Dips refers to re-introducing the 19th and 20th man in the hope that tired players will open up opportunities for more scoring through less congestion around the ball. My thought is that the game has evolved so quickly over the last decade or so, that 18 players on the field is too many. Players are super fit, can run faster and harder and longer than before. This may potentially contribute to congestion – so many more can get to the contest….then the next. Do we need 4 players in the middle? Could we consider not having players on a wing, for example? Even though the argument is that there’s very little old-school structures/ set positions played these days, is it time to only have 16 players on the field per team instead of 18?

    Zones could be another consideration, where each team must have a certain number of players inside their forward & defensive 50’s but I see that being difficult to manage – and how many more officials do we want? And could lead to a more prescriptive (therefore boring) game to watch.

  10. Malcolm Ashwood says

    Enjoyable and thought provoking,PB I would be really interested to see how the changes suggest would go.I admit I am not as in love with the game as I once was I favour 16 a side and yep play on re kicks backwards ( except in a teams attacking 50 ) not sure re reducing interchange is that contributing to more injuries? PB I posted the article on my face book page,John Fidges comment is interesting.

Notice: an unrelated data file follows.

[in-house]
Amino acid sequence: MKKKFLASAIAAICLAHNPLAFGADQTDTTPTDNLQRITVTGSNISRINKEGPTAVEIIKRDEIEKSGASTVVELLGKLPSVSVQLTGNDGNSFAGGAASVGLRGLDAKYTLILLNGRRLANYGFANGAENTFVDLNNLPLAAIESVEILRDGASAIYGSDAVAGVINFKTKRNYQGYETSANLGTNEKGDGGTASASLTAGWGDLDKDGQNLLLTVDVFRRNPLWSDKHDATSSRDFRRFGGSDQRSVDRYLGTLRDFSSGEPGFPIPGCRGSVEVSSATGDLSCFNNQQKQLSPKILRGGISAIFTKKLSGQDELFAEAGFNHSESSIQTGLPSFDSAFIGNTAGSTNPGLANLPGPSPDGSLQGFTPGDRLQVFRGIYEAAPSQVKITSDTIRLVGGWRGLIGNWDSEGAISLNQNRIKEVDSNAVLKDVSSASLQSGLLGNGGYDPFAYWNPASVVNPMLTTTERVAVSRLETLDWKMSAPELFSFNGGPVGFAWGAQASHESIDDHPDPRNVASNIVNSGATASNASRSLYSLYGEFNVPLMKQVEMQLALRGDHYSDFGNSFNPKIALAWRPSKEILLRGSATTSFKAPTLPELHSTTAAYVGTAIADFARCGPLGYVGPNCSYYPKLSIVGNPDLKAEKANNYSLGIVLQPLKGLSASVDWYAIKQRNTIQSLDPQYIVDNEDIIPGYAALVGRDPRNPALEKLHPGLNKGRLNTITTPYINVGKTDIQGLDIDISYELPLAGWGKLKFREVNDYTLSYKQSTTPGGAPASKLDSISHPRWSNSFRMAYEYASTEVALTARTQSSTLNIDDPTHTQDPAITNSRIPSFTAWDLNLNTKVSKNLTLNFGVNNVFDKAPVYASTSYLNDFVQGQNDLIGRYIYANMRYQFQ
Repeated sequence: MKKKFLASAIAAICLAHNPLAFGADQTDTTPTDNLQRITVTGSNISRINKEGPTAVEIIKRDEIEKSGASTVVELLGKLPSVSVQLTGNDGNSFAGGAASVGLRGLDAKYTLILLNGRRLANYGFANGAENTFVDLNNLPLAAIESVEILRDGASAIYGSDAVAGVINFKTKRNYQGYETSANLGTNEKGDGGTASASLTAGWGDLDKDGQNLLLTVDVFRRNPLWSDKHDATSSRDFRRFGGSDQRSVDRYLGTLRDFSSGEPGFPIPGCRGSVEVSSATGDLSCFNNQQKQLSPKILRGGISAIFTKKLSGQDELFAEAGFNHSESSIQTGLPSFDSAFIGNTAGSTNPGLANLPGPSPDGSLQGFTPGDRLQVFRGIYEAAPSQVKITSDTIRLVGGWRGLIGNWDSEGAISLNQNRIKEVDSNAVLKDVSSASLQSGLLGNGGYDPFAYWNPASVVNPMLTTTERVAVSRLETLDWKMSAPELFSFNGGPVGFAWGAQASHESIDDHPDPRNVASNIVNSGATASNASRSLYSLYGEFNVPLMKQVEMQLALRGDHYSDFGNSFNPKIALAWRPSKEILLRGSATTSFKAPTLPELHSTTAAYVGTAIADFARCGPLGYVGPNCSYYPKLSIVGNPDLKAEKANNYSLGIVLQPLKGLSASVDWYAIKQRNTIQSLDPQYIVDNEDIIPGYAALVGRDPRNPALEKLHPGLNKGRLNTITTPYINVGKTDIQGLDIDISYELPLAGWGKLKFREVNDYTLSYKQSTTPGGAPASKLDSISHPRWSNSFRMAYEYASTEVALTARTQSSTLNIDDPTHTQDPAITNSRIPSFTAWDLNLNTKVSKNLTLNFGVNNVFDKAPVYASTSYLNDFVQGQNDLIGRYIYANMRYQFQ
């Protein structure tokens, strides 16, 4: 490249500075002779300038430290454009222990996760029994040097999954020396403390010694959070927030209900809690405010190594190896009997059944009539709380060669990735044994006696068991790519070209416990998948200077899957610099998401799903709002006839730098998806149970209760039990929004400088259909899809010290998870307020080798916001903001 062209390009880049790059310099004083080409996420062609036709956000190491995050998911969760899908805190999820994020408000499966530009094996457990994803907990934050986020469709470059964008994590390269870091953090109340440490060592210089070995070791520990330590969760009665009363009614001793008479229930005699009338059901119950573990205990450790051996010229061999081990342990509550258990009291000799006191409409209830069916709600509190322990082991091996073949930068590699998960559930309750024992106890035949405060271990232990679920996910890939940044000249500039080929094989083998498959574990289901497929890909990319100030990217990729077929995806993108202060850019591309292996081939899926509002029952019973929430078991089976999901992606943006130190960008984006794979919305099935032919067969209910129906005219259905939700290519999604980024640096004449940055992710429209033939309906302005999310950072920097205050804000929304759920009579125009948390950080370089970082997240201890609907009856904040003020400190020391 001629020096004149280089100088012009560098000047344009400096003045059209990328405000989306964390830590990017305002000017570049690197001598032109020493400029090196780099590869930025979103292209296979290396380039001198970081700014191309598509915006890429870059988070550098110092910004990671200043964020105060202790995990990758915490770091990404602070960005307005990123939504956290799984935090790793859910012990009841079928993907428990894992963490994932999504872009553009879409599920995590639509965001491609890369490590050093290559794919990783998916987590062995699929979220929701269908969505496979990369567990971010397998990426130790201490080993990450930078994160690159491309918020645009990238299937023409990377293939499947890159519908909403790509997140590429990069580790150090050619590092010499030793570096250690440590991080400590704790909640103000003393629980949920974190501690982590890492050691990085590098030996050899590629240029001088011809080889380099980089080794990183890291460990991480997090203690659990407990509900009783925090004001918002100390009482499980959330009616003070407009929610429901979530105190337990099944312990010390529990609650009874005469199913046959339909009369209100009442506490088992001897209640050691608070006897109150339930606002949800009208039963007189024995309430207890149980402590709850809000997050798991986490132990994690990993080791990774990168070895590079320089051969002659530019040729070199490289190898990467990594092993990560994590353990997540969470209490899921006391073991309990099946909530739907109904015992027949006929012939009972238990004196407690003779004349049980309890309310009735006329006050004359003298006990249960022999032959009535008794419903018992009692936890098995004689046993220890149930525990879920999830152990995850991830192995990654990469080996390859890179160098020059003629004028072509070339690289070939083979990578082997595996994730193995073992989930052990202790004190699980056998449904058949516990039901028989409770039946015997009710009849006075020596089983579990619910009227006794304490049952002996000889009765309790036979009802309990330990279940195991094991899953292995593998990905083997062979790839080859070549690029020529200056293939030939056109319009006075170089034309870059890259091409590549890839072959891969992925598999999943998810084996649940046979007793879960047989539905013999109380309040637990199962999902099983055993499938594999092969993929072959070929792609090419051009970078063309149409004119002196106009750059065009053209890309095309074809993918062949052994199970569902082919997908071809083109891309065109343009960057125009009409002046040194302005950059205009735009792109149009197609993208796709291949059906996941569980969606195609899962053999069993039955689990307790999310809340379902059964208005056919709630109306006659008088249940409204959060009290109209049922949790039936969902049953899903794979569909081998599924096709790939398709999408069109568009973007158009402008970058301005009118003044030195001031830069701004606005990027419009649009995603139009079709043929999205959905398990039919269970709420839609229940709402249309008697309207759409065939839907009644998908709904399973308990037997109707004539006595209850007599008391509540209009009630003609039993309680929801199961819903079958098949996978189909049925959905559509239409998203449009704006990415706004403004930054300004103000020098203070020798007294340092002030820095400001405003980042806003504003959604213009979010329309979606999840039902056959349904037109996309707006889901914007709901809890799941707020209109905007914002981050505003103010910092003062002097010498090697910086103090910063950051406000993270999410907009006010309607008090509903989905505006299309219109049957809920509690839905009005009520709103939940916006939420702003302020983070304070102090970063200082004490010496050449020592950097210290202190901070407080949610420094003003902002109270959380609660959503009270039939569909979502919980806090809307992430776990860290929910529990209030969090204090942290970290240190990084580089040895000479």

Thanks PB would be interesting to see your changes trialled

  11. Phillip Dimitriadis says

    Thoughtful stuff PB.
    I like seeing players run and bounce along with one-to one contests. Play on kicking backwards definitely has merit.
    18 players on the field 19th and 20th as per Dips’ suggestion and maybe two emergencies to replace legitimately injured players. The game will open up when they are too buggered to zone and press anymore. Coaches have had way too much defensive influence since Eade’s flood. While we’re at it. How many bloody assistant/specialist coaches do we really need? Just an employment pathway for players paid for by fans, really.

  12. Dan Hansen says

    Two interchange and two reserves. The ball moves faster when the players get tired.

    Problem solved.